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Why did Berkeley paper run anti-Jewish column?

by Chip John­son

The fall­out from an opin­ion piece pub­lished in Berke­ley’s twice-week­ly com­mu­ni­ty news­pa­per has mush­roomed well beyond the con­fines of the nation’s first des­ig­nat­ed Nuclear-Free Zone.

And while it is not unusu­al for the Berke­ley Dai­ly Plan­et’s exec­u­tive edi­tor and own­er Becky O’Mal­ley to pub­lish con­tro­ver­sial, far-flung opin­ion pieces and wacko read­er respons­es, the deci­sion to run a com­men­tary head­lined “Zion­ist Crimes in Lebanon” is being ques­tioned by scores of crit­ics.

The arti­cle, which appeared as com­men­tary on the opin­ion pages of the news­pa­per’s Aug. 8 edi­tion, was more an attack on Jew­ish peo­ple than a log­i­cal argu­ment against Israel’s mas­sive mil­i­tary response to the con­tin­u­ing rock­et attacks from Hezbol­lah forces in Lebanon.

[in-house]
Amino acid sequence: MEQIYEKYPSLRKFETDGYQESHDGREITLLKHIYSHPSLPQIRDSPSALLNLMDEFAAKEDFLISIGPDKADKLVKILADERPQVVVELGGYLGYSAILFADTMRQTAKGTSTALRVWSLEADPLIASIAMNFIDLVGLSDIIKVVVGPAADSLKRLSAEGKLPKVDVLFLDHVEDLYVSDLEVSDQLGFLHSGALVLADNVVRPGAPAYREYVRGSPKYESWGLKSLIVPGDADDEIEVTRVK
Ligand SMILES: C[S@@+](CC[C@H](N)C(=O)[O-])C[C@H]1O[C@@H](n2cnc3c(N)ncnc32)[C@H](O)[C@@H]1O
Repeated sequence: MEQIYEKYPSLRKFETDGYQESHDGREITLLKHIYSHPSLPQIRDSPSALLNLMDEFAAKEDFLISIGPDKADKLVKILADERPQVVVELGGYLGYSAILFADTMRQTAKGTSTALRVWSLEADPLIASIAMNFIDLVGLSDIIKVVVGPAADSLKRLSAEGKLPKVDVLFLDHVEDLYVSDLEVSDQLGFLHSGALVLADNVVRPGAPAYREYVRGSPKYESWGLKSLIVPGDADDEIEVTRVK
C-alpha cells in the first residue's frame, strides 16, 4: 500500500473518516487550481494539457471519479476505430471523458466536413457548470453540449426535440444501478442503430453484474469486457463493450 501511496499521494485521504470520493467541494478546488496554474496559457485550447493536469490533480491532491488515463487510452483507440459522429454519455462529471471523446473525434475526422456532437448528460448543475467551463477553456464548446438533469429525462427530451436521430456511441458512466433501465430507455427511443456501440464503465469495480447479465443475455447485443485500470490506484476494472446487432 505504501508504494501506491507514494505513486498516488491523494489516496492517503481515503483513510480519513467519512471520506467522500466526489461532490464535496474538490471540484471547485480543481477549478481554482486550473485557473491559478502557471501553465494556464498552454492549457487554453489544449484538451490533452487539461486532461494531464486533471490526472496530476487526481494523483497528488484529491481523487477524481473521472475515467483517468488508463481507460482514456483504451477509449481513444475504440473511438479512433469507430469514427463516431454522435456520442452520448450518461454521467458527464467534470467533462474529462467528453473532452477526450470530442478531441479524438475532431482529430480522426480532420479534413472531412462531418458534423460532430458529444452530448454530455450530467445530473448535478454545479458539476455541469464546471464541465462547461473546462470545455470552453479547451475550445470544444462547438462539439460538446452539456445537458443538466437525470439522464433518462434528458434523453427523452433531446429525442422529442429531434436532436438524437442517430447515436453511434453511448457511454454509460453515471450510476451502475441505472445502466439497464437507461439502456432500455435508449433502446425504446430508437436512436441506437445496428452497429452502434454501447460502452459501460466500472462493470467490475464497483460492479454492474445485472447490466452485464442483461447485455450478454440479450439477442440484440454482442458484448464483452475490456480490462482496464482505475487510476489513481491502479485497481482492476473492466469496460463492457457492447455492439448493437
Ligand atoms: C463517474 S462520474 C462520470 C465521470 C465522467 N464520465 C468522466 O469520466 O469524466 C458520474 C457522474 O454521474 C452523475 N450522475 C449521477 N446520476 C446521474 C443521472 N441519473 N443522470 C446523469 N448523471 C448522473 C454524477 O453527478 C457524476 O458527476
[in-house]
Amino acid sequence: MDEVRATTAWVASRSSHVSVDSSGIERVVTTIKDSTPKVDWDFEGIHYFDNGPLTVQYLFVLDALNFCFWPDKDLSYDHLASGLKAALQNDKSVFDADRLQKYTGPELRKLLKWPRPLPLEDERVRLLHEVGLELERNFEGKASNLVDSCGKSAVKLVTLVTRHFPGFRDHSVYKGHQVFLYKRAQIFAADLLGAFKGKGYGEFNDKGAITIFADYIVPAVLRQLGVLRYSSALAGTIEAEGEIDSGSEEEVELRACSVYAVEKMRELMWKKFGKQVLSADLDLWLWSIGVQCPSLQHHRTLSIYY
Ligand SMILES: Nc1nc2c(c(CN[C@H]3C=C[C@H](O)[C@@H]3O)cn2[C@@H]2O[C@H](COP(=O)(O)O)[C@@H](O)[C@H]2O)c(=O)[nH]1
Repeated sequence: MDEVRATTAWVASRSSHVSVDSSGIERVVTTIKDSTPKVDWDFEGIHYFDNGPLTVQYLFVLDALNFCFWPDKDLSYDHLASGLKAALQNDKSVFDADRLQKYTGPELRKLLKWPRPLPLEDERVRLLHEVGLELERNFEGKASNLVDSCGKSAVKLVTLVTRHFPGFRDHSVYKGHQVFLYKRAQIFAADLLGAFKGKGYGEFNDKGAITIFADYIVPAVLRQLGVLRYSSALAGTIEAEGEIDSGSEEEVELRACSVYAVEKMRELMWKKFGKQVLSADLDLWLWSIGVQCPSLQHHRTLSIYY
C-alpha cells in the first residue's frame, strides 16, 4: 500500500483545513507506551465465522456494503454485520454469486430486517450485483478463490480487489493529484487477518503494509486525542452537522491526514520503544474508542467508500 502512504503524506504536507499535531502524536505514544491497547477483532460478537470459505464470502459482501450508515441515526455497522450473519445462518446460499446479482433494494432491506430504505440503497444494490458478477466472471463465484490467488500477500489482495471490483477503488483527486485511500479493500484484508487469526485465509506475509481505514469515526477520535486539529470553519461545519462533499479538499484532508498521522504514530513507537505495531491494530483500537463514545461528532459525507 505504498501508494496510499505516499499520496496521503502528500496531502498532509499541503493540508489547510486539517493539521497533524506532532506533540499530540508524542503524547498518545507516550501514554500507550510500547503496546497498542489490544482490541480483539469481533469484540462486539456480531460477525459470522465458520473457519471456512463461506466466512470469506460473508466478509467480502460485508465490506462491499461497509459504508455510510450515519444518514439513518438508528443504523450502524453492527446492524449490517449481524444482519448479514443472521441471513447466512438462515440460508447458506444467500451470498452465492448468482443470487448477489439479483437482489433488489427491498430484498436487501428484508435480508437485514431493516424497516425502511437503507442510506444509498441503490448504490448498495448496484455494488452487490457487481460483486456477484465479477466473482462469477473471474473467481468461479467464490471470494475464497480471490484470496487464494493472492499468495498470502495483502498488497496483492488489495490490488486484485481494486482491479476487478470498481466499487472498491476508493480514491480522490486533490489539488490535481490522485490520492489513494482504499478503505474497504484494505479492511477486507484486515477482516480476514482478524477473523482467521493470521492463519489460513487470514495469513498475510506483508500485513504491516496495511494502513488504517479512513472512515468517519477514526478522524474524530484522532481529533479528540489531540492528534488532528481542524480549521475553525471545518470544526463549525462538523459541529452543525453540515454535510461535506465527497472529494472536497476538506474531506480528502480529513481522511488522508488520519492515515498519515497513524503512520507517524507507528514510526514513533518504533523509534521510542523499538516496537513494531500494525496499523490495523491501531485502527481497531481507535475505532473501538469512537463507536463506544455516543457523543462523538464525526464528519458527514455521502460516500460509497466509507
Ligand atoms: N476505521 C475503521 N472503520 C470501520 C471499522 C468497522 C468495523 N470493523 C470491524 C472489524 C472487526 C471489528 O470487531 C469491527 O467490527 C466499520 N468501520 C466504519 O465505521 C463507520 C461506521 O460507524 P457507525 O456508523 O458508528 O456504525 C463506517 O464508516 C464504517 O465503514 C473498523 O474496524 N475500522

After reduc­ing main­stream Amer­i­ca’s inter­ests to sto­ries about same-sex mar­riage and actor Mel Gib­son’s drunk­en dri­ving arrest, author Kurosh Ari­an­pour launched a his­tor­i­cal assault against Jews.

“Let us go back to 539 B.C., when Cyrus the Great, King of Per­sia, went to Baby­lo­nia and lib­er­at­ed Jews. One can ask why Jews were enslaved by Baby­lo­ni­ans. Also, one can ask why Jews had prob­lems with Egyp­tians, with Jesus, with Euro­peans, and in mod­ern times with Ger­mans?” wrote Ari­an­pour, a for­mer Berke­ley res­i­dent who is a stu­dent in India.

The news­pa­per’s crit­ics, and there are plen­ty of them, aren’t too inter­est­ed in Ari­an­pour’s his­tor­i­cal view.

What more than two dozen rab­bis and Jew­ish com­mu­ni­ty groups and scores of Bay Area res­i­dents real­ly want to know is why in the heck would the paper print such an inflam­ma­to­ry, hate­ful piece in a news­pa­per that makes its mark with sto­ries about Berke­ley land-use and City Hall pol­i­tics? It’s a rea­son­able ques­tion.